Instant noodles are convenient, tasty, and…potentially dangerous? The sick-day staple and college student favorite may provide warmth and comfort, but new research suggests that ramen and other instant soups and noodles may be risky for young kids.
In fact, these microwavable noodle and soup products are responsible for 1 in 5 scald burns that send children to the emergency room every year, according to new research being presented at the 2018 American Academy of Pediatrics National Conference.
“Scald burns are a major cause of preventable injury among children, and our research found that instant soup spills are responsible for a large number of these painful burns,” Dr. Courtney Allen, a pediatric emergency medicine fellow at Emory University, Atlanta, and the study’s author, said in a statement.
In the study, Allen and her team examined National Electronic Injury Surveillance System data over a decade, from 2006–16. They looked for children with scald burn injuries caused by either microwavable instant soup, instant noodles, cup of soup, or the hot water used for making noodles.
The researchers found that the savory soup products are responsible for more than 9,500 burn injuries each year among children ages 4 to 12.
The most commonly burned part of the body was the torso, accounting for about 40% of injuries, followed by the lower extremities, such as the legs and feet, and then the upper extremities, including the arms and hands. The average age of children who suffered instant soup–spill injuries was 7, and about 57% of children who were burned were female.
Scald burns are a type of thermal burn — which occur when a person makes contact with a heated object — caused by something wet, such as hot liquids or steam (as opposed to dry heat from an iron, for example). Scalds are the most common type of burn injury in the US, and children under 5 and senior adults over 65 are at highest risk, according to the Burn Institute.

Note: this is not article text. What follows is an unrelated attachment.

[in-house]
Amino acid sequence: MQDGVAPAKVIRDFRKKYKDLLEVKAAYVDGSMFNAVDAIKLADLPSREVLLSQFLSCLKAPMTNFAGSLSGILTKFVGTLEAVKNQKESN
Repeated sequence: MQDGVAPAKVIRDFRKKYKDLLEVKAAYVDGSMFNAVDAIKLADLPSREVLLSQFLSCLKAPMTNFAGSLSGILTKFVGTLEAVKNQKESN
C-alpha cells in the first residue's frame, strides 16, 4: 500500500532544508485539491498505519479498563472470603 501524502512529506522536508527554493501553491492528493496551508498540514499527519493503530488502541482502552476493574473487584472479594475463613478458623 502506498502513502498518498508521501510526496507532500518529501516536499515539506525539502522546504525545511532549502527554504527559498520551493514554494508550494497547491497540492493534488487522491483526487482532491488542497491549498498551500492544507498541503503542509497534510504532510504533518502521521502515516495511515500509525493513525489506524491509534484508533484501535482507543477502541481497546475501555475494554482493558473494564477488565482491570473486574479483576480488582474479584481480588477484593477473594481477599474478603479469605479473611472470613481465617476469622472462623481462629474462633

Hot liquids can cause first-, second-, or third-degree scald burns depending on the temperature of the liquid and the length of exposure. Water boils at 212 degrees Fahrenheit — but it doesn’t have to be nearly that hot to cause serious damage. Once water reaches 155 degrees, it can cause a third-degree (full thickness) burn in only 1 second.
Scald burns can cause swelling, blistering, tissue damage, scarring, and in serious cases, shock or death. However, none of the injuries from noodle and soup products analyzed in this study resulted in fatalities, and 90% of the children were treated and released in one visit.
The research did not include information about how exactly these injuries happened, but it seems likely that they occurred when children removed the heated soup products from the microwave and accidentally spilled or dropped them.
Preparing instant noodles or microwaveable soups may be less risky than cooking on a stovetop, and they are relatively simple to use — in most cases it’s literally just adding water and heating in a microwave. However, that doesn’t mean they’re safe for children to prepare on their own. Even if the cup or bowl is designed to be safe for handling after the contents are heated, the hot or boiling liquid can cause a serious burn with one wrong step or a loose grip.
“Caregivers need to closely supervise younger children who might otherwise get hurt if cooking for themselves,” Allen said in the release.
Additionally, the researchers suggested that the food industry consider making changes to the packaging so it’s more difficult for microwaveable cups and bowls to tip over onto children.
Most minor scald burns can be treated at home, so it’s important for parents to know some basic first aid. If you or your child experiences a scald burn, remove any clothing or jewelry from the burned area, run the skin under cool (not cold) water or apply a cool compress, and carefully bandage the area. If the skin becomes dark red or blisters form, or you are concerned for any reason, call your doctor or seek medical attention.